God very well could have created a world in which the ones He created were free to fulfill His desire or not, and that one is consistent with what He says about His nature in the Bible, about His unhappiness at the state of the world and the rebellion of man. He mourns; He would not mourn if all His will was being performed all the time. Calvinists always complain that it would make Him weak and ineffectual if God’s desire was subject to man’s will in any way, or wasn’t always being carried out, but the alternative is that whatever evil is true of the state of the world, it is what God desires, and that can’t be true since God, by His word, is good.

  • http://thearminian.net/ William W. Birch

    Mac,

    You are continually misrepresenting Arminianism. Can I ask you why? You have been told numerous times here that Arminians do not believe that they inherently have the ability to believe apart from the ability and grace of God. Therefore, your entire last comment does not hold water, and you have no argument.

    God bless

  • http://thearminian.net/ William W. Birch

    Mac,

    At a certain point one can either react positively or negatively to Gods grace, correct?

    Yes.

    Then what is it in a believer that responds to positively compared to a non-believer? What do they have BEFORE that makes them respond positively?

    BEFORE God’s grace, they “have nothing” which could make the respond positively. That has been established. But when the Holy Spirit grants someone the ability to believe, then that person either chooses to believe or, for whatever reason espoused, chooses not to believe.

    As for the latter, I suppose there could be a variety of reasons. Jesus implies as much at Matthew 13.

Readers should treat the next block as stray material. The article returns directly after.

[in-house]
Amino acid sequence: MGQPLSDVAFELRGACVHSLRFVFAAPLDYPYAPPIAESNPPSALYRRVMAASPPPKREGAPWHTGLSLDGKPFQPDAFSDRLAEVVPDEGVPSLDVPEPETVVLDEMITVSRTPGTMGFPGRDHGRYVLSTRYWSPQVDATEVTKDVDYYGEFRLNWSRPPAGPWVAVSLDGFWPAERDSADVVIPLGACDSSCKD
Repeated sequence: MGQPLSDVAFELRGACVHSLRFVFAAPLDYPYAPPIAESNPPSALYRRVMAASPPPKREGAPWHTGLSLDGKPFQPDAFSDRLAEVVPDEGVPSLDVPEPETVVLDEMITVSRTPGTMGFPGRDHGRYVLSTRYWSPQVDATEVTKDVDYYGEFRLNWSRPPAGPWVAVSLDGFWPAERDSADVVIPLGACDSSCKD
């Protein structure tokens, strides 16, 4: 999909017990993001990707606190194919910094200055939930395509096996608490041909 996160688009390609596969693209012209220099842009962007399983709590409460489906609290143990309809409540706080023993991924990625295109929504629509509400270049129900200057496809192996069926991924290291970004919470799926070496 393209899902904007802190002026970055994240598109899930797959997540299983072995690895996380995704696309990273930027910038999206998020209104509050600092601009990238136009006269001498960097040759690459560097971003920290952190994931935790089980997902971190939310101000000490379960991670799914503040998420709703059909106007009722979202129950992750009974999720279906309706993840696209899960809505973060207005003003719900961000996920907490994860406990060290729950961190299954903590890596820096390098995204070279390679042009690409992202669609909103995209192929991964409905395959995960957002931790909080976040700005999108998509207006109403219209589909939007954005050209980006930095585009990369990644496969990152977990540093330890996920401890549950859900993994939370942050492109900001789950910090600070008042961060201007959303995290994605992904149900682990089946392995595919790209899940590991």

Nevertheless, do not deceive yourself, Mac. You, Mac, still had to believe in Christ Jesus in order to be saved. God, though he enabled you to believe, did not do the believing for you. You are saved by grace through faith, and that entire process was not of your own doing, so that you could not boast. You couldn’t even believe if it were not for the Spirit of God. Hence boasting is excluded by the law of faith (Rom. 3:27).

    In Christ.

  • http://thearminian.net/ William W. Birch

    I forgot to continue. Any good response and result of God’s enablement is the effectual work — though, obviously, not irresistibly so — of His Spirit upon the will. THAT is what responds. I think I left out that part in my answer.

    God bless.

    • Mac Lee

      so my questions were still unclear, but

      I see that we have come to an agreement in one sense….

      “the Holy Spirit grants someone the ability to believe”

      so their is a choice by God to LET some believe… ELECTION!!!

      if you are saying that ALL are “granted the ability to believe” then what is it that makes you respond positively or negatively or “believe or not believe” (lets call it X)? where did X come from?

      • drwayman

        Mac – What Birch is saying, “the Holy Spirit grants someone the ability to believe” is prevenient grace. No one can believe unless God gives them grace first. This has absolutely zero to do with election.

        He keeps telling you the same thing over and over, “You have been told numerous times here that Arminians do not believe that they inherently have the ability to believe apart from the ability and grace of God.” and “I already quoted Scripture to the notion that God “chooses” to save “those who believe” (1 Cor. 1:21).”

        • Mac Lee

          let’s get this all out there, we both understand exactly what each other’s traditional points are… god saves those who believes and prevenient grace and all of that… I’m not arguing those points, nor do they answer the question i have, so i’ll rephrase my question,

          1st, i disagree with you that “No one can believe unless God gives them grace first. This has absolutely zero to do with election.” has nothing to do with election…

          let’s call the grace extended above X

          does God grant X to some and not others?

      • http://thearminian.net/ William W. Birch

        Mac,

        There are answers to your questions in the above threads.

        . . . so their is a choice by God to LET some believe … ELECTION!!!

        Yes, God has “elected” to save those who believe — that is what Scripture teaches (1 Cor. 1:21).